Down to business

Jielu Cai asks whether the vocational opportunities offered by the Business School are really available to growing number of international students.

Image: Ross (voxphoto), via Flickr. Image: Ross (voxphoto), via Flickr.
Image: Ross (voxphoto), via Flickr.
Image: Ross (voxphoto), via Flickr.

We all had some sort of expectations of what university would be like before we came here. We may have imagined what the lectures might be like, how hard the exams would be, or even how many times a week it would be acceptable to get drunk and skip next morning’s lecture. For many of us, however, one question was most prominent: “Where will university lead me?”

I myself had a rather delusive imagination. My first lofty hope was that the Business School would have glamorous lecture rooms. That dream was shattered as soon as I had my first lecture in Merewether. I struggled to sit through an hour-long spiel with no air-conditioning on a 34-degree day as the trucks and cars driving past the building totally deafened me. Never mind— at least I now know that the Business School is working on it. The Abercrombie precinct will be up and running for future business students soon.

I also imagined that I would be having lunches in suits and would need another phone to facilitate the business communications of an incredibly demanding work life. I don’t think that I am an over-ambitious and career-conspicuous person who loses the ability to judge herself. Just look around the Business School— there’s no shortage of career fairs, advertisements and success testimonies. They are always advertised on the Business School’s website, on notice boards, and even on the doors of bathrooms. Life seems so promising.

However, life is very different for an international student. You eye an opportunity that reads something like: ‘We are looking for someone who understands global content’, or ‘Interested in International Business?’ At this point, you’re thinking, “Isn’t that just me? It’s perfect!” 80 per cent of the time, however, after you scroll down with full excitement, you see two words: ‘residency required’. Okay, now you realize that they are not in fact looking for someone from the other side of the globe.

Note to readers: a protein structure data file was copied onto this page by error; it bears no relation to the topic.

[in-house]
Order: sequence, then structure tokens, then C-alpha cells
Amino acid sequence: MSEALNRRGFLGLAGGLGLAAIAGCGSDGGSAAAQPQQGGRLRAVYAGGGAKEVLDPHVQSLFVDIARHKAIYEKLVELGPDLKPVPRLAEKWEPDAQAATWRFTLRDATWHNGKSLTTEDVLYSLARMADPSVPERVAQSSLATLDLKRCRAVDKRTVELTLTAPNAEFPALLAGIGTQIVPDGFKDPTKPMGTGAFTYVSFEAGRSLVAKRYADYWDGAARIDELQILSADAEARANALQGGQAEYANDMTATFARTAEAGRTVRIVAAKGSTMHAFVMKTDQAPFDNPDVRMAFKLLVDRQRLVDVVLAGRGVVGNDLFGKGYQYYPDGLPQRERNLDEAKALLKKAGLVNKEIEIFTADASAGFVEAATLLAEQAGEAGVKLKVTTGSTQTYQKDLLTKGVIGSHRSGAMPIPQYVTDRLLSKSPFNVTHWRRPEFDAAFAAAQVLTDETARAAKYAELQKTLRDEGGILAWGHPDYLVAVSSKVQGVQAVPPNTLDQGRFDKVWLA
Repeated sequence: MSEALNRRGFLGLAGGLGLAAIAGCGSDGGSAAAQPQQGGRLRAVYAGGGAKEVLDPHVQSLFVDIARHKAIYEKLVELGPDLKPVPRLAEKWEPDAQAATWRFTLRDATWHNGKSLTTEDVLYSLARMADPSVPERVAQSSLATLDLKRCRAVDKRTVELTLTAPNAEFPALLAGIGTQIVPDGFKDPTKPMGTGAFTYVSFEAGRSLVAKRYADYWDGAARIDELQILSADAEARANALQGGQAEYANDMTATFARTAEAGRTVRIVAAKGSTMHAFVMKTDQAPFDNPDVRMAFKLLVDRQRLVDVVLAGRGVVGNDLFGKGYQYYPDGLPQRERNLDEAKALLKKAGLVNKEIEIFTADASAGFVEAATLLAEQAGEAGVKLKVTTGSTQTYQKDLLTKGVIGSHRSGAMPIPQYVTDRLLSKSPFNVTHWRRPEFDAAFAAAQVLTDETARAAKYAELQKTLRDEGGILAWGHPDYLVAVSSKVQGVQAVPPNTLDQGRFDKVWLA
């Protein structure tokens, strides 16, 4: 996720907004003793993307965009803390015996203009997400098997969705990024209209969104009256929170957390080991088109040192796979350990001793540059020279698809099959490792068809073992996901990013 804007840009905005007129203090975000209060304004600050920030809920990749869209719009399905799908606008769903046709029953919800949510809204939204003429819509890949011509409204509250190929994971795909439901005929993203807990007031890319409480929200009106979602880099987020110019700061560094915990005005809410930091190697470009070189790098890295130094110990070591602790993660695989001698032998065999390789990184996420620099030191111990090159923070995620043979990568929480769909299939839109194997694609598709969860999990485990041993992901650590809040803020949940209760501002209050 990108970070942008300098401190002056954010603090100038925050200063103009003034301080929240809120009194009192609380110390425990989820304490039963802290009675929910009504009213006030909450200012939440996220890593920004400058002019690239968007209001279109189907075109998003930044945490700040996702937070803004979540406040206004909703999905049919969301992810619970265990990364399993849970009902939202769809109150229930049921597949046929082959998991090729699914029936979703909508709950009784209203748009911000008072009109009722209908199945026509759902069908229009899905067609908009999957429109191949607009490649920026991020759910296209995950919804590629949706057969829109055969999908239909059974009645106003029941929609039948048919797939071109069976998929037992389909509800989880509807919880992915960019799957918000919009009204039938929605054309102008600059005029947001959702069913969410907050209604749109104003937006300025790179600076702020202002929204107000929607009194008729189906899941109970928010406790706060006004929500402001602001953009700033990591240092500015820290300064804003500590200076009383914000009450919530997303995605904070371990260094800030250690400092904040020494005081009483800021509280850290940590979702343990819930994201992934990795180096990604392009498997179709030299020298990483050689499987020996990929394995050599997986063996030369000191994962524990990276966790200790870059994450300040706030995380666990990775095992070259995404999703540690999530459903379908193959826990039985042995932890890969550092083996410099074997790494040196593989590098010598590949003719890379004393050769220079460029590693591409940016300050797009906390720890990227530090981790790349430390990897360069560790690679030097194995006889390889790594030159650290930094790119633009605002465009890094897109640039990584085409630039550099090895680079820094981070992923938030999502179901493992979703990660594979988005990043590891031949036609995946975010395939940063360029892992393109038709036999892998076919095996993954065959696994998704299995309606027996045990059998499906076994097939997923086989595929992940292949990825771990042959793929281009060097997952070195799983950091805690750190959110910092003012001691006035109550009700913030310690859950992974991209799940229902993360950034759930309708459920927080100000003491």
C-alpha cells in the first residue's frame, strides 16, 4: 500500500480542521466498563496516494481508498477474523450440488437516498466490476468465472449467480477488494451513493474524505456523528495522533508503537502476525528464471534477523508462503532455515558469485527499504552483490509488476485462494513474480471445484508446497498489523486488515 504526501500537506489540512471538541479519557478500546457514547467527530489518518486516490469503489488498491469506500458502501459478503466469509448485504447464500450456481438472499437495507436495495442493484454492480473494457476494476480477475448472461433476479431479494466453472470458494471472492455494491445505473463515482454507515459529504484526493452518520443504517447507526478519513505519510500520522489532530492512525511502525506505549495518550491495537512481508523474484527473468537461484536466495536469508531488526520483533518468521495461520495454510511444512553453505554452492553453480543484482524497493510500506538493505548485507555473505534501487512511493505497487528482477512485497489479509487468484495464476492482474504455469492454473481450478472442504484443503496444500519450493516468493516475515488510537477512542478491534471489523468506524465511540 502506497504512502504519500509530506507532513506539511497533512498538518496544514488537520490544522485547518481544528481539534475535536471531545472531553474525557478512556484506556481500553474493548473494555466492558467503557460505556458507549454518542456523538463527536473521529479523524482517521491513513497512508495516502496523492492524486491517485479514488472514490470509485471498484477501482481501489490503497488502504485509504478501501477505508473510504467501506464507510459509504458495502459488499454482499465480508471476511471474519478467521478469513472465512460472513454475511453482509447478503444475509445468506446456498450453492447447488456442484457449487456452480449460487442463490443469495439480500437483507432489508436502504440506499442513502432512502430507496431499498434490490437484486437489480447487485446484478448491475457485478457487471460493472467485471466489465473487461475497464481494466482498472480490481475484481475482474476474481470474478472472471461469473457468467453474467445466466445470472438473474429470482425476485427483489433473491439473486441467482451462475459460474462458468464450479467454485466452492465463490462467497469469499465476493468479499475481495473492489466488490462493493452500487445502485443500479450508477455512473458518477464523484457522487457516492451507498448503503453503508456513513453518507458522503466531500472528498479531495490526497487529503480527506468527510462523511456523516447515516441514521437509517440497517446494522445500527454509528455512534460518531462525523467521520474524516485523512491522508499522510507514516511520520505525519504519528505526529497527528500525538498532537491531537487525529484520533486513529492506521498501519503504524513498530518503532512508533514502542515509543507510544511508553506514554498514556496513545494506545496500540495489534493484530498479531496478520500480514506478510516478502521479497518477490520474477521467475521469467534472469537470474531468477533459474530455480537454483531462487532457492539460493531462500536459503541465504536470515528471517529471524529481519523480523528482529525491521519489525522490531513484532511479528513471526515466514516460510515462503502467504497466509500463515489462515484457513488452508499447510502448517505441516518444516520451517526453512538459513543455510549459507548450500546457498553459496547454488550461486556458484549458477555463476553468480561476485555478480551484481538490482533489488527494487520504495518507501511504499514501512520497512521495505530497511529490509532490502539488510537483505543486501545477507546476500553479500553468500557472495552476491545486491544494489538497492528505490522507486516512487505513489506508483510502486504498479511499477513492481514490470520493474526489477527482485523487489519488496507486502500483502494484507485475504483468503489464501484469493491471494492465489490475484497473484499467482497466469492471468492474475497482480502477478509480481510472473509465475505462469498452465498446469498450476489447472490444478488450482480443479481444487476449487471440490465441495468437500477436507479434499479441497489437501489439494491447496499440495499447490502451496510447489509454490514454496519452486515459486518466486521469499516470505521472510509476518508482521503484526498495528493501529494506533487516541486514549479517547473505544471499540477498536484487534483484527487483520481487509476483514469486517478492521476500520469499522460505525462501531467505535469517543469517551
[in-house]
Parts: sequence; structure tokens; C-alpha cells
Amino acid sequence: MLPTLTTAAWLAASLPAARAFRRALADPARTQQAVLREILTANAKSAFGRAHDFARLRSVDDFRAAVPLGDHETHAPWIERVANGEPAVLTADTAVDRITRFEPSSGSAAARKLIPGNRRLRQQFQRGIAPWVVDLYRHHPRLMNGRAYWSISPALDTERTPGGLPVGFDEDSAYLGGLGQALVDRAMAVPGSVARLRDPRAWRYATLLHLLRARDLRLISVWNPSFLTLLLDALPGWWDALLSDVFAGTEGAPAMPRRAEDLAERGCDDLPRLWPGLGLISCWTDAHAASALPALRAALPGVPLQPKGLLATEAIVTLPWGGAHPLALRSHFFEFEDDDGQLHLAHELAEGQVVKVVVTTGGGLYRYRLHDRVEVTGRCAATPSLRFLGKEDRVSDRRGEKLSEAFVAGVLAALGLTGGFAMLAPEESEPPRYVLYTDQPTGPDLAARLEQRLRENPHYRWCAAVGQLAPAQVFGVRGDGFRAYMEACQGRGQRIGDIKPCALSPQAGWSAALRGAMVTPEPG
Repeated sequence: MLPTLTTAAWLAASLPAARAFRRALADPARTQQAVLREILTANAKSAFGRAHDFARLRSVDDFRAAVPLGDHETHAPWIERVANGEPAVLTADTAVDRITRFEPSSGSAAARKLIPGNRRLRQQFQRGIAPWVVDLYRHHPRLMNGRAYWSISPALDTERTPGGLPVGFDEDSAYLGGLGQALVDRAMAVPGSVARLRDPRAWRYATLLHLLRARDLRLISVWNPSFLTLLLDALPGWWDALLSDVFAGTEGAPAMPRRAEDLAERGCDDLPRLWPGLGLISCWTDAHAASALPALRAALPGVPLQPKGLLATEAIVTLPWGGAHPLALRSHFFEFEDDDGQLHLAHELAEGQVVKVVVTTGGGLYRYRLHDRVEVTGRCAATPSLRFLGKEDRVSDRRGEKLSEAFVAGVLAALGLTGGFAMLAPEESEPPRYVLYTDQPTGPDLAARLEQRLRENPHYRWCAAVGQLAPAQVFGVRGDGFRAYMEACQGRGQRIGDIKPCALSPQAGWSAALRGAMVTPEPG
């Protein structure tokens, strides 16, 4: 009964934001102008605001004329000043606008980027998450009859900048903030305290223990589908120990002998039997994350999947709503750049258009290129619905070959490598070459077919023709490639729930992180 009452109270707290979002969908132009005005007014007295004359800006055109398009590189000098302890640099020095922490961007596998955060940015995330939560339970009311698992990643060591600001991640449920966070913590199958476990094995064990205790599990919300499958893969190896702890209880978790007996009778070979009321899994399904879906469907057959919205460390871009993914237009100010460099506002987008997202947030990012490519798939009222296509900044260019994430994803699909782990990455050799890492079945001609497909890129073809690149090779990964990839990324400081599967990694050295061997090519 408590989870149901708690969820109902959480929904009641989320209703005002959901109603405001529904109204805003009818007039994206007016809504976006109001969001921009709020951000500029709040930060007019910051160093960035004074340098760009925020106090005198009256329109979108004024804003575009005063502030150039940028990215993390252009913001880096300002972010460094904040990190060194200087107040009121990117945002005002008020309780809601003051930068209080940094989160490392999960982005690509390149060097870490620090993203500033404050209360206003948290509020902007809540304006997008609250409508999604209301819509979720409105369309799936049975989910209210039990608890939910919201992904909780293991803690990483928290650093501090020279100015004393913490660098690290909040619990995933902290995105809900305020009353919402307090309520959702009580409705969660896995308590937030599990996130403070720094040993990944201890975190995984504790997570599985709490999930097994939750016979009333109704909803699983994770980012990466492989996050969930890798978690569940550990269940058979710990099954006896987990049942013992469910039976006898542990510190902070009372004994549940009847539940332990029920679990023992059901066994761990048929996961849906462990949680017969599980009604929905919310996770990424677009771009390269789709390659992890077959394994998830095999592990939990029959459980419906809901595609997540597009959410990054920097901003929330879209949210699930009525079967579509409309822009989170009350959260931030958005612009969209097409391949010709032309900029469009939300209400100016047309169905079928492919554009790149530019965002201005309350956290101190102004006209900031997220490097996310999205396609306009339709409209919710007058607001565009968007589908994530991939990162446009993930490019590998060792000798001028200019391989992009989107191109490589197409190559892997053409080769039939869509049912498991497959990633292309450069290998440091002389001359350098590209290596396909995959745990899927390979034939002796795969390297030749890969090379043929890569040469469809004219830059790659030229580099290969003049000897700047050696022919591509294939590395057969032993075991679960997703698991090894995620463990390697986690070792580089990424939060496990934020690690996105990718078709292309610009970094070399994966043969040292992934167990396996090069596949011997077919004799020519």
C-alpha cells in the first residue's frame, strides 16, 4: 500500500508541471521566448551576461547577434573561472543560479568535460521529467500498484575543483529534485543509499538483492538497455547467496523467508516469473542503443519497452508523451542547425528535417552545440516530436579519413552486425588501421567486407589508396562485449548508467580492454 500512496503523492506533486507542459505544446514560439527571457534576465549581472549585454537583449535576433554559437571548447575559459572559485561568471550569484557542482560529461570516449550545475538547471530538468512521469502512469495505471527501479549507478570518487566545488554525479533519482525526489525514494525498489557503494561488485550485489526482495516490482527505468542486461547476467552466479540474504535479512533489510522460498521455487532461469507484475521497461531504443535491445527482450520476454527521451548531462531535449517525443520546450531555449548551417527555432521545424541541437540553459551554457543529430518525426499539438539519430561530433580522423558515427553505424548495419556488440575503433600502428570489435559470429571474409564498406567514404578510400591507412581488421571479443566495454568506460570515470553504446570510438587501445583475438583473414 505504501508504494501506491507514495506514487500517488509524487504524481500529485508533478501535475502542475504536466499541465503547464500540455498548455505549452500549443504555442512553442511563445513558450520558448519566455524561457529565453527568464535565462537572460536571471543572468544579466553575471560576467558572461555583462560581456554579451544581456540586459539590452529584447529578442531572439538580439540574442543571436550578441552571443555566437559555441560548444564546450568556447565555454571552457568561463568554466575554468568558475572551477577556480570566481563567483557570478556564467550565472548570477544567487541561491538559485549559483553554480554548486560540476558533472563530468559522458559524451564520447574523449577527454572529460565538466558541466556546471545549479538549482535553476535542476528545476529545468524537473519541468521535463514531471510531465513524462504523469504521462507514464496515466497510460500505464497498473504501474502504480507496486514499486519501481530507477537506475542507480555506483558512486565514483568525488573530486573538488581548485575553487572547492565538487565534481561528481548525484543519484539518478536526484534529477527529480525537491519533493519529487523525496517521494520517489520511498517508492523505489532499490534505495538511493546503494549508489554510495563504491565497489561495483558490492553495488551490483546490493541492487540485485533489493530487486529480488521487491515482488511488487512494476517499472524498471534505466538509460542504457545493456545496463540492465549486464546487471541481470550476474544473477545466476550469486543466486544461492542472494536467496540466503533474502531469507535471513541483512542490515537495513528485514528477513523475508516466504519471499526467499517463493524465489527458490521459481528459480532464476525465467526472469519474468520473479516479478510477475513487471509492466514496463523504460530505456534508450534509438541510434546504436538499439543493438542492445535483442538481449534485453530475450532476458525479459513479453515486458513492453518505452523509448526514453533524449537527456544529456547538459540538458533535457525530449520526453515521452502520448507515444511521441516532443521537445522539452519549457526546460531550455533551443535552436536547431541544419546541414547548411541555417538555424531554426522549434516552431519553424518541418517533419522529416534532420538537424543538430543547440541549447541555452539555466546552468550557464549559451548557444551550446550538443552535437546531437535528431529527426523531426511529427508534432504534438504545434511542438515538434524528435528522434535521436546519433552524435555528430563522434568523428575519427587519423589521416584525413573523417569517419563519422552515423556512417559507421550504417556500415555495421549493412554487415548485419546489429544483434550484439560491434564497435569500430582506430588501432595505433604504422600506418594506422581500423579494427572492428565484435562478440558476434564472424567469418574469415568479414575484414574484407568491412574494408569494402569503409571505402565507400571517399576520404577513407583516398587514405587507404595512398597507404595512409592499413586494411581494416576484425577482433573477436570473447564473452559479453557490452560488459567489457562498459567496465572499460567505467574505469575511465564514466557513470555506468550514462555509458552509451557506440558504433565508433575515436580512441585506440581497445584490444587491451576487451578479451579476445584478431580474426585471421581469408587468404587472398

This is understandable. The market is saturated, especially in areas like accounting and finance. When Australia is having difficulty accommodating its own needs, of course domestic students will be prioritised. Often, getting a job in a foreign country has a lot to do with local policies and regulations.  This is very fair and reasonable.

That does not, however, mean that the Business School is justified in attracting more and more international students by saying that they provide a career-focused program, when international students are excluded from internship opportunities and events like career fairs. The School ought to acknowledge the difficulty experienced by international students in pursuing a career, but it’s doubtful that it’s doing anything to improve it.

Bear in mind that international students are paying more than four times the university fees of domestic students. The Business School knows its business. Indeed, it is a shame to think that while we are contributing directly to the Business School, and indirectly to the nation’s GDP, there is hardly anything in it for us.

Vice Chancellor Michael Spence.

Michael Spence

Michael Spence: the fair controller?

The Vice Chancellor has been in the role for almost a decade; his drive to reshape the University seems to have only grown.